As I detailed in this earlier story, several individuals — led by GOP House Member Mike Kelly — filed suit in Pennsylvania state court alleging that the “no excuse” Absentee voting procedures adopted by the Pennsylvania General Assembly violate Sec. 14 of the Pennsylvania State Constitution. That provision establishes four narrow categories of “electors” who are eligible to request and vote by absentee ballot. The Plaintiffs — including two individuals who lost election contests for the United States House of Representatives and Pennsylvania House of Representatives — claim that all votes cast by individuals who were not eligible to vote under the provisions of the Sec. 14 of the Constitution, are invalid and should be removed from vote totals in all races.
The “no excuse” absentee ballot option was passed as part of Act 77. But at the same time, the legislators passed an identical amendment to Sec. 14 of the State Constitution to alter the language of that Section regarding authorized Absentee voting. The problem is that constitutional amendments must be passed in two successive sessions of the Pennsylvania Assembly, published in newspapers of general circulation in each County of Pennsylvania, and then be adopted by a majority of voters in the next general election before the Amendments become effective. The proposed amendments to Sec. 14 have only been passed in one session of the Assembly, and have never been published or voted on by the public. Nevertheless, the state government put the provisions of Act 77 into immediate effect as if Sec. 14 had been amended.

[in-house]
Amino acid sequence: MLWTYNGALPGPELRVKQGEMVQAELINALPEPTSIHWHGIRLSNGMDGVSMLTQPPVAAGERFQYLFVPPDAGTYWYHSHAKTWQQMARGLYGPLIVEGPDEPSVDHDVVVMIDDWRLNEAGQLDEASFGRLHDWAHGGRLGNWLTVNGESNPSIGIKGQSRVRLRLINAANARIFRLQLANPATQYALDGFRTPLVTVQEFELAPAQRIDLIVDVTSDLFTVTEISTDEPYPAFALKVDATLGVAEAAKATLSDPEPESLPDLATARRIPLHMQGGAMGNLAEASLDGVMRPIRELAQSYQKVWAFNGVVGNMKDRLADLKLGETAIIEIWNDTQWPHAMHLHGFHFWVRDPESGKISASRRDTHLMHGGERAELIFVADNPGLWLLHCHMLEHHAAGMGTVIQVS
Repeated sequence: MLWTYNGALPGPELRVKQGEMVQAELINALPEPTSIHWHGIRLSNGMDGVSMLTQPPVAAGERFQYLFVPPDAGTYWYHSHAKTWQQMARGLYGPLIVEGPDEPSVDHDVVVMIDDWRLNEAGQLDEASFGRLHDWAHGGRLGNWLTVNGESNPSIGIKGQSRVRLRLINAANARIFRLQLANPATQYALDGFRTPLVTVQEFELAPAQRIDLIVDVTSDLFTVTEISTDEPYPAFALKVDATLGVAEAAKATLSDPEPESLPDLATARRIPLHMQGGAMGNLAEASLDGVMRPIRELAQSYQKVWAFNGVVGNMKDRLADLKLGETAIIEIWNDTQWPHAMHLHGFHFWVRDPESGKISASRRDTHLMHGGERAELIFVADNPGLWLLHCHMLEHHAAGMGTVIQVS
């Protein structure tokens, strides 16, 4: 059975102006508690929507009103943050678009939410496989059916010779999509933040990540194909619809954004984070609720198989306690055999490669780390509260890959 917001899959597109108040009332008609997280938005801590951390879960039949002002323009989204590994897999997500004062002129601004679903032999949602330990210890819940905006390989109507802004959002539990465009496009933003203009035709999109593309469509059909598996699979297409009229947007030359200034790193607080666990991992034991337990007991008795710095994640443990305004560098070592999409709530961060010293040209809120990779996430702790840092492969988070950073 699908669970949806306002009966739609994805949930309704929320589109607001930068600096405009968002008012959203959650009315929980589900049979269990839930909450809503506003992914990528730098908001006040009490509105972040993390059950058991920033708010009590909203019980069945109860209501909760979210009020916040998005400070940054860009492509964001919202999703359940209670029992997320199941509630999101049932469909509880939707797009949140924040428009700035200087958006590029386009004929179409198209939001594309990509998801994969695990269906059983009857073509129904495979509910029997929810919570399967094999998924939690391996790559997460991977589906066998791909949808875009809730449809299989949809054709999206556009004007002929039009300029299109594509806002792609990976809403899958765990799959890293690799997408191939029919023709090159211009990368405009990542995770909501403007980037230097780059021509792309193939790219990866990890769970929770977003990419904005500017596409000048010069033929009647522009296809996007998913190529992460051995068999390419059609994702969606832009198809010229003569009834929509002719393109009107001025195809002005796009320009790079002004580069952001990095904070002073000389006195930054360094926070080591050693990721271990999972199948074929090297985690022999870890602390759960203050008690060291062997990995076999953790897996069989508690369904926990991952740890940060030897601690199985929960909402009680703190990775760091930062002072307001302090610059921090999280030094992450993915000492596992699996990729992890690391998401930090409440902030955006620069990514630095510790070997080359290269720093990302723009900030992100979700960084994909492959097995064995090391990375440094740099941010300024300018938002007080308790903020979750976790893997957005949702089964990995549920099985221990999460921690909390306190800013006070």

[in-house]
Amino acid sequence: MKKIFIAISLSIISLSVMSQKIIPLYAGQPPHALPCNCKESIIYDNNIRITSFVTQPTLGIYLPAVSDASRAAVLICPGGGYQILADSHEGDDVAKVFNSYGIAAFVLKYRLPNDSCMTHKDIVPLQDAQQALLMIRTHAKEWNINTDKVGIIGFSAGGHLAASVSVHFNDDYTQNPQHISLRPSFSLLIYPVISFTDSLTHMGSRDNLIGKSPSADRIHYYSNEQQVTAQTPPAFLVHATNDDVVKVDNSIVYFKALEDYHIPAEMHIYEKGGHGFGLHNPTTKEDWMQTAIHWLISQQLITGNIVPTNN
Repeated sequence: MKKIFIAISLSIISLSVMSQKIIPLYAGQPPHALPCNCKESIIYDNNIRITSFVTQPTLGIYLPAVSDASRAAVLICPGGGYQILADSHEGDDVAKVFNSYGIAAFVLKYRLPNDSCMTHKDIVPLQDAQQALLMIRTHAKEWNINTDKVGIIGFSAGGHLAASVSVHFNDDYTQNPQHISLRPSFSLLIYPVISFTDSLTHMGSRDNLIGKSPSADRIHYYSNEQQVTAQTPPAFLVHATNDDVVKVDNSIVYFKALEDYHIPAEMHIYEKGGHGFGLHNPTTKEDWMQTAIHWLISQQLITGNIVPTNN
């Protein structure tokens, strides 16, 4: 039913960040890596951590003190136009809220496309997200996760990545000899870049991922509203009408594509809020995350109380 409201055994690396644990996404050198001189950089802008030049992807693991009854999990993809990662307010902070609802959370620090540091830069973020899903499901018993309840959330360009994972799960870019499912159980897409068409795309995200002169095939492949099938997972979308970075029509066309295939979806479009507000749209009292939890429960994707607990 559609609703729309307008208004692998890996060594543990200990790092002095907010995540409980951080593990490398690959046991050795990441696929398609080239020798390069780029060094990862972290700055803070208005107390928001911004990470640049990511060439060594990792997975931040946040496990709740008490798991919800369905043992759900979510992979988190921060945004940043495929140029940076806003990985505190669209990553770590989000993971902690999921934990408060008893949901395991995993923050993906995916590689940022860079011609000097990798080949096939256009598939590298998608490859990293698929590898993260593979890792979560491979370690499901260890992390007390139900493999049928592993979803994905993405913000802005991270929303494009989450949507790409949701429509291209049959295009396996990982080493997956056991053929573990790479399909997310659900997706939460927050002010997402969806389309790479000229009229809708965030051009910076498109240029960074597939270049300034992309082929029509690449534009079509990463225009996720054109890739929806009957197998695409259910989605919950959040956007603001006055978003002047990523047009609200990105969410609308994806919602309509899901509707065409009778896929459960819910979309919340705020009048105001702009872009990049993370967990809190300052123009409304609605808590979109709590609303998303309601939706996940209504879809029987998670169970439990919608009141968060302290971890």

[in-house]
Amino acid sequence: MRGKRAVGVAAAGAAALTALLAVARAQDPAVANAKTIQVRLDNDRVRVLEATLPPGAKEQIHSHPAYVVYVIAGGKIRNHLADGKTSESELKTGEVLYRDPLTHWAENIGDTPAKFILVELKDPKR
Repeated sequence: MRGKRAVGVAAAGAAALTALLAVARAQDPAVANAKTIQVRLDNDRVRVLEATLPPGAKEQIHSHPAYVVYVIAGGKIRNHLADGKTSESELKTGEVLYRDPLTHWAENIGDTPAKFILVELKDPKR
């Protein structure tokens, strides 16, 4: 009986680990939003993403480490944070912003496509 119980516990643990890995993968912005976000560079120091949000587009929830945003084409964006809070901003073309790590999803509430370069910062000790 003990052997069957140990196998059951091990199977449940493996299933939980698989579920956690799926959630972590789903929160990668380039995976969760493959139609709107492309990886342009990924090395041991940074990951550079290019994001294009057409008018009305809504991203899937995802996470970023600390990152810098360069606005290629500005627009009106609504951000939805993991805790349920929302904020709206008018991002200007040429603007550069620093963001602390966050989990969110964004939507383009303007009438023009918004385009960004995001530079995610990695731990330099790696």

The case is filed in the Court of Common Pleas in Allegheny County. This is the trial court level of the Pennsylvania court system. The Judge assigned to the case is the Hon. Patricia McCullough.
As was reported earlier today by my RedState colleague Jennifer Oliver O’Connell, Judge McCollough issued an order early this morning in which she ordered the following:
- She set an evidentiary hearing for this Friday, November 27, 2020.
- To the extent there are any further steps to be taken in certifying the results of the Presidential election, the defendants — the State of Pennsylvania, the Pennsylvania General Assembly, Governor Frank Wolf, and Secretary of the Commonwealth Kathy Boockvar, are all enjoined from doing so pending the evidentiary hearing.
- Defendants are directed to file an answer and memorandum of law responding to the complaint by 5:00 pm today.
Among the curiosities of the Pennsylvania state court system is the fact that judges at all levels in the state judiciary are elected to office, and they do so as partisan members of political parties. Many other states elect judges — or re-elect judges after they are first appointed — but few have judgeships filled as a partisan political exercise with members of political parties competing with each other in a general election.